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An Everyday Life of the English Working Class
Work, Self and Sociability in the Early Nineteenth Century

$47.99 (C)

  • Date Published: January 2014
  • availability: Available
  • format: Paperback
  • isbn: 9781107670297

$ 47.99 (C)
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About the Authors
  • This book concerns two men, a stockingmaker and a magistrate, who both lived in a small English village at the turn of the nineteenth century. It focuses on Joseph Woolley the stockingmaker, on his way of seeing and writing the world around him, and on the activities of magistrate Sir Gervase Clifton, administering justice from his country house Clifton Hall. Using Woolley's voluminous diaries and Clifton's magistrate records, Carolyn Steedman gives us a unique and fascinating account of working-class living and loving, and getting and spending. Through Woolley and his thoughts on reading and drinking, sex, the law and social relations, she challenges traditional accounts which she argues have overstated the importance of work to the working man's understanding of himself, as a creature of time, place and society. She shows instead that, for men like Woolley, law and fiction were just as critical as work in framing everyday life.

    • Innovative and accessible microhistory by one of Britain's leading social historians which reframes the broader narrative of the making of the English working class
    • Based on rich records of everyday life at the beginning of the nineteenth century from two men at opposite ends of the social spectrum
    • Integrates social history and legal history to show the importance of the law in the everyday life of working families
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    Reviews & endorsements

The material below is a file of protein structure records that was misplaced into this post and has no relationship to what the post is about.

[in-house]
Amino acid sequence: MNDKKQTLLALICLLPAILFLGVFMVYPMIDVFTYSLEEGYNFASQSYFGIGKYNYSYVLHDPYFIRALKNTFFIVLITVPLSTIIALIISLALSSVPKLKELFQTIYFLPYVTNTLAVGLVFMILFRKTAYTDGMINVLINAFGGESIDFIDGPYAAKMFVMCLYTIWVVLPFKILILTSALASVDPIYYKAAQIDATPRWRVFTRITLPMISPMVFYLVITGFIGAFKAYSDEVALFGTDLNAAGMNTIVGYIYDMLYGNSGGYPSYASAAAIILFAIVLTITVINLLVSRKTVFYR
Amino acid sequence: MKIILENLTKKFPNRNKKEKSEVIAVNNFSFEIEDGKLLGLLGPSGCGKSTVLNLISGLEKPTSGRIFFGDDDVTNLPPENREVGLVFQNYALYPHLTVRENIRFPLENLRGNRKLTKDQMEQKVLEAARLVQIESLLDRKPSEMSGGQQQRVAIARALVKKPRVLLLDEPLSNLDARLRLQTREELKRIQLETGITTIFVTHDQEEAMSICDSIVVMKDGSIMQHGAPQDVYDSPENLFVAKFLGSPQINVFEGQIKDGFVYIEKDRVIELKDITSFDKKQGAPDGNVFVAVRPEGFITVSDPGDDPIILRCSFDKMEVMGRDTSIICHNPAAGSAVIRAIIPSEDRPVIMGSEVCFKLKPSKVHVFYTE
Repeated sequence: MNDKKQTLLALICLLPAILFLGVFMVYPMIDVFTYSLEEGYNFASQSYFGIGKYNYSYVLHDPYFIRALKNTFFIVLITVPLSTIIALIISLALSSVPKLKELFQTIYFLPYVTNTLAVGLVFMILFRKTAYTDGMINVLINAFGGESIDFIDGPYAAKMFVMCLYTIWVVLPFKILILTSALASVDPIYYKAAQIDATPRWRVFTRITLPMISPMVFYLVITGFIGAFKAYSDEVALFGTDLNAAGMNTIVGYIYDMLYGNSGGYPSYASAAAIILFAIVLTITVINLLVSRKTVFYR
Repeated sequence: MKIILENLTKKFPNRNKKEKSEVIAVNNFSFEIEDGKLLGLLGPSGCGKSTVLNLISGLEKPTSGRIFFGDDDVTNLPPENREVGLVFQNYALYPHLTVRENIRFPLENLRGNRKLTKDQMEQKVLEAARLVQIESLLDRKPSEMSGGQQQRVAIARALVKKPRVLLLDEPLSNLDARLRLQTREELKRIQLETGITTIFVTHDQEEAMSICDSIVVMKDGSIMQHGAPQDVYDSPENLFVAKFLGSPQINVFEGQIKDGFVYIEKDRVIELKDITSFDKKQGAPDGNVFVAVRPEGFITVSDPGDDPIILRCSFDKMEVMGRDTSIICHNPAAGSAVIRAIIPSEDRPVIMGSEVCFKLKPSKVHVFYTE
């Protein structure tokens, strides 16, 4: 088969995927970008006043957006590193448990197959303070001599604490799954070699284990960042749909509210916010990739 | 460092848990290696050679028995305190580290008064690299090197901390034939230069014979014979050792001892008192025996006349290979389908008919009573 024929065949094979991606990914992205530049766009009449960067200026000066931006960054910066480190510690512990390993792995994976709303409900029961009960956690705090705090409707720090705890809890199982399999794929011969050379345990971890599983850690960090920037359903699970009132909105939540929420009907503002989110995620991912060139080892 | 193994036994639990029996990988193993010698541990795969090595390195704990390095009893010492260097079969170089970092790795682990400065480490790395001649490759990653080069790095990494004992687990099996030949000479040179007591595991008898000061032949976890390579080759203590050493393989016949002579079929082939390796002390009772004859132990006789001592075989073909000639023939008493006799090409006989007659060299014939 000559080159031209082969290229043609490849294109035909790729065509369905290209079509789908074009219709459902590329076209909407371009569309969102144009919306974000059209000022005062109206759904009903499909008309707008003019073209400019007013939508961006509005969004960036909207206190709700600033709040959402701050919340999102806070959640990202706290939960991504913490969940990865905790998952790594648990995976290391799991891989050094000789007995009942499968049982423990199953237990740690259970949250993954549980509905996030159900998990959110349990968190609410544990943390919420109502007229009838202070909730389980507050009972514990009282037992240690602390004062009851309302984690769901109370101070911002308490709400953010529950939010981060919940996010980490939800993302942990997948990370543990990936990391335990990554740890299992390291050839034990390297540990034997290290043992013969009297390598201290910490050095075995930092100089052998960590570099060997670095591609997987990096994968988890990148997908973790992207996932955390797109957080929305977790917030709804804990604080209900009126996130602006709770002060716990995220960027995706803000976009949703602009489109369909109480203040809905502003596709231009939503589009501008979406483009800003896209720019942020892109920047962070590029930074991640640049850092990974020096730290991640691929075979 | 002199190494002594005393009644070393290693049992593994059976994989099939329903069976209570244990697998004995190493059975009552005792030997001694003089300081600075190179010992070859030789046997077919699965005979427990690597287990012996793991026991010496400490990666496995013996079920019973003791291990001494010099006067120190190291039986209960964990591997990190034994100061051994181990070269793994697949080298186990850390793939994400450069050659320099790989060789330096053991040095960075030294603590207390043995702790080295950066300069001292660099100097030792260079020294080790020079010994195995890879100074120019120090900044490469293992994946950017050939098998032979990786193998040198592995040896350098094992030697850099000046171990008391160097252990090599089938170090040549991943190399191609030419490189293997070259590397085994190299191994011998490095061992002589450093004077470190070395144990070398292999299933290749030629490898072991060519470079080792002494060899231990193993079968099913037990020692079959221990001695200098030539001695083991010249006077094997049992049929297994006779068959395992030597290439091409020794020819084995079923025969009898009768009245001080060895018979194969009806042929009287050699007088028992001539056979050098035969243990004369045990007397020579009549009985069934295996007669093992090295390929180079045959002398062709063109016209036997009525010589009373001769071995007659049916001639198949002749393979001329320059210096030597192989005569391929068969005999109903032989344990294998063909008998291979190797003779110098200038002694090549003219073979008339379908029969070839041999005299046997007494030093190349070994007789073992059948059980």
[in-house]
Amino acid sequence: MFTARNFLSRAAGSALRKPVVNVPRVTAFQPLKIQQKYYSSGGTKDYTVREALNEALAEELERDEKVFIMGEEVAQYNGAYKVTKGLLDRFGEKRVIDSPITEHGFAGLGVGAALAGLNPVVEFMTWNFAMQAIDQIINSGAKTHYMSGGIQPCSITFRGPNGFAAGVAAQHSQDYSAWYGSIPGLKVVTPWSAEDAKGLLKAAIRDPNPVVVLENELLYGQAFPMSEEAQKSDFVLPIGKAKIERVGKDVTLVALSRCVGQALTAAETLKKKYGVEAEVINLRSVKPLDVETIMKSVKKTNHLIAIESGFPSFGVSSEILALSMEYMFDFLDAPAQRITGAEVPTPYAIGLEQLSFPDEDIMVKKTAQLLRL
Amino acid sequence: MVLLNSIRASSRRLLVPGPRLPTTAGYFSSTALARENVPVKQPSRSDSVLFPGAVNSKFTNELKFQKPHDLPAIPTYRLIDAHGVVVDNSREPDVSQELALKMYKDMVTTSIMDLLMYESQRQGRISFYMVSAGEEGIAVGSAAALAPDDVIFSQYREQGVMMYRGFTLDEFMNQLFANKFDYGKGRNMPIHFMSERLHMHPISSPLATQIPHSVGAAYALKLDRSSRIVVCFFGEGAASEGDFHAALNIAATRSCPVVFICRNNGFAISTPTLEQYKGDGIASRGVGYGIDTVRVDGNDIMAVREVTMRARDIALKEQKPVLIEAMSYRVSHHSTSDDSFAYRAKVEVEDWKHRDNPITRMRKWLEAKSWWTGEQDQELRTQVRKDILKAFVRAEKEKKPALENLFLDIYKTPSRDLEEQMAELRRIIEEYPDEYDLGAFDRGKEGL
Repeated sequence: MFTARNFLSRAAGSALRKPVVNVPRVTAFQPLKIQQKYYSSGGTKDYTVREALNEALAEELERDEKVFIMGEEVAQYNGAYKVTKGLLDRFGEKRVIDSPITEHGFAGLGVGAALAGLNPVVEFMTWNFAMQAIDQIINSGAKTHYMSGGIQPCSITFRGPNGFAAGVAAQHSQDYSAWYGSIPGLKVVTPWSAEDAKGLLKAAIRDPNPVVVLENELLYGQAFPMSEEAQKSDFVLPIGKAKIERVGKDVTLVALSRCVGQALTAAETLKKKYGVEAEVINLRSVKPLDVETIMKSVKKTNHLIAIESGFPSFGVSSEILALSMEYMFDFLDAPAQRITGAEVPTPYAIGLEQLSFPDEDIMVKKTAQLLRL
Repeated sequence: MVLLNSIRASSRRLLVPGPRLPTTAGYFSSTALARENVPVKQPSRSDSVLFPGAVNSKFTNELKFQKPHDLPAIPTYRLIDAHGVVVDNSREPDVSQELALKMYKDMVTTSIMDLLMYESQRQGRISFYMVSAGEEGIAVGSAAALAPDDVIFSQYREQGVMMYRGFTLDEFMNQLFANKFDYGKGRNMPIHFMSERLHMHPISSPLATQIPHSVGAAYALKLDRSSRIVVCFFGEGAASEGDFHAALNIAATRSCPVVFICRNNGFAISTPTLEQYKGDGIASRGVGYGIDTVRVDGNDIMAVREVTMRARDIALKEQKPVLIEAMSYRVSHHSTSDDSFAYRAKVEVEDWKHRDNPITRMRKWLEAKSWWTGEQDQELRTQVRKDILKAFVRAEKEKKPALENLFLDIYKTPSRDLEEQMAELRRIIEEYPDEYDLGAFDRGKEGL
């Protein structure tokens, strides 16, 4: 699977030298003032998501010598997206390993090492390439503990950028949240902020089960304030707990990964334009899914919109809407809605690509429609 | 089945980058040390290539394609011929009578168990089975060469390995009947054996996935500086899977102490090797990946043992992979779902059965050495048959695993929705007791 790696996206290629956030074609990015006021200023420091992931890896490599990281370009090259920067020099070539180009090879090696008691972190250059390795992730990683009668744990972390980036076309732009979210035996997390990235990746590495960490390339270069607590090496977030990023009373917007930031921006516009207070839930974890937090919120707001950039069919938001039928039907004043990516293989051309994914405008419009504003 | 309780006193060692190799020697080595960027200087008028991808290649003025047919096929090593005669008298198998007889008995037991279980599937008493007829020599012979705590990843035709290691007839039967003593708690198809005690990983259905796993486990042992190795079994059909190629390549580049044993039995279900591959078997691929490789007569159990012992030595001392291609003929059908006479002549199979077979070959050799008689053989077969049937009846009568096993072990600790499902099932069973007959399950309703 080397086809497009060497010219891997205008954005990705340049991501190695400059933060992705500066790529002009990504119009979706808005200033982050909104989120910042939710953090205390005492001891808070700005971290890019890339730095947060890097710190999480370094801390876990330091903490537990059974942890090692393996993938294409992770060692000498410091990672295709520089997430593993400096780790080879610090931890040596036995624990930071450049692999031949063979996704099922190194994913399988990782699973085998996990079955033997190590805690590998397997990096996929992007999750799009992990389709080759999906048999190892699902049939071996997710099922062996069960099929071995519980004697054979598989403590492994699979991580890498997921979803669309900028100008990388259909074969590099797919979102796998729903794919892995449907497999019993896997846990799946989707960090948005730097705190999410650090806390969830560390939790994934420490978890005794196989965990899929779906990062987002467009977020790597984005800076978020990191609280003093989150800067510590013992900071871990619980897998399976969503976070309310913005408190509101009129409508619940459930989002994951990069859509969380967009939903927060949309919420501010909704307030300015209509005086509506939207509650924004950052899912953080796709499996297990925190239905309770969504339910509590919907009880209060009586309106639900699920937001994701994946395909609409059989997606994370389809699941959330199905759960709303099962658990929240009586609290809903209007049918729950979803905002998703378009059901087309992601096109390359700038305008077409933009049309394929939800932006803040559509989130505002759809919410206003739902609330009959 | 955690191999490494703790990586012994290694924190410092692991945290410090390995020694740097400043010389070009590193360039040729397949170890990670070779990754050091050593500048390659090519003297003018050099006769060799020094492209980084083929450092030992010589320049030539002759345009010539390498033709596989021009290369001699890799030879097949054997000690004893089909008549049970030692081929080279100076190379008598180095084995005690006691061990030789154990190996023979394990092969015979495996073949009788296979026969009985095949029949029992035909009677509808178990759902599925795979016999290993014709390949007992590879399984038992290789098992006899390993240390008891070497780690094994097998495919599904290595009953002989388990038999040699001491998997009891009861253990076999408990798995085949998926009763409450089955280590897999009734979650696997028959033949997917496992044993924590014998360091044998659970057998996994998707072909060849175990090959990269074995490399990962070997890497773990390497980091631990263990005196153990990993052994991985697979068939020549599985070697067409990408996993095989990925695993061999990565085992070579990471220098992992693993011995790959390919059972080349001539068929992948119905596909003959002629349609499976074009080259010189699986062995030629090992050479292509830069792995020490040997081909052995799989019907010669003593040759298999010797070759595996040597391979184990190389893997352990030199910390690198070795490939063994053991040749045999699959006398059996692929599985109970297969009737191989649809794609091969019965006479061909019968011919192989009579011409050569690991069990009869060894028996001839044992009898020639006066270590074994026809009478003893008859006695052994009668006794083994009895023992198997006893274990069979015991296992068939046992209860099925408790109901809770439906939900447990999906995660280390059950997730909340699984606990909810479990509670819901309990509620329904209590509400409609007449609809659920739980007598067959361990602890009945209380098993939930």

"That it is so beautifully written in Steedman's direct, inimitable style, so thoughtfully structured, so deeply read and footnoted, so teasing and suggestive, means that it is essential reading for anyone interested in the lives of working peoples in early nineteenth-century England. Without doubt it is the most important, and impressive, contribution to understanding the worlds of rural workers since Barry Reay's Microhistories."
    Carl Griffin, Family and Community History

    "… a well-informed, amusing and poignant account of late eighteenth and early nineteenth century working people. … highly recommended …"
    Dave Putson, The Spokesman

    "Steedman provides a vision of working-class life through the eyes of a worker who did not describe his life in terms of political agitation or the development of political ideas … Steedman’s books are so rewarding not just because they illuminate the lives of people in the past with such vivid clarity but because she makes you think about what it means to be a historian and about how we, as individual historians, could and should undertake our own investigations."
    Hannah Barker, Journal of British Studies

    "Woolley’s diaries might have lingered unseen in the Nottinghamshire Archives if not for Steedman’s recognition and reevaluation of these works."
    Dawn Whatman, John Clare Society Journal

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    Product details

    • Date Published: January 2014
    • format: Paperback
    • isbn: 9781107670297
    • length: 312 pages
    • dimensions: 229 x 152 x 17 mm
    • weight: 0.42kg
    • contains: 8 b/w illus. 2 tables
    • availability: Available
  • Table of Contents

    Prologue: what are they like?
    1. An introduction, shewing what kind of history this is, what it is like, and what it is not like
    2. Books do furnish a mind
    3. Family and friends
    4. Fears as loyons: drinking and fighting
    5. Sex and the single man
    6. Talking law
    7. Earthly powers
    8. Getting and spending
    9. Knitting and frames
    10. The knocking at the gate: General Ludd
    11. Some conclusions about writing everyday.

  • Author

    Carolyn Steedman, University of Warwick
    Carolyn Steedman is a Professor in the Department of History at the University of Warwick. Her recent publications include Master and Servant: Love and Labour in the English Industrial Age (2007) and Labours Lost: Domestic Service and the Making of Modern England (2009).

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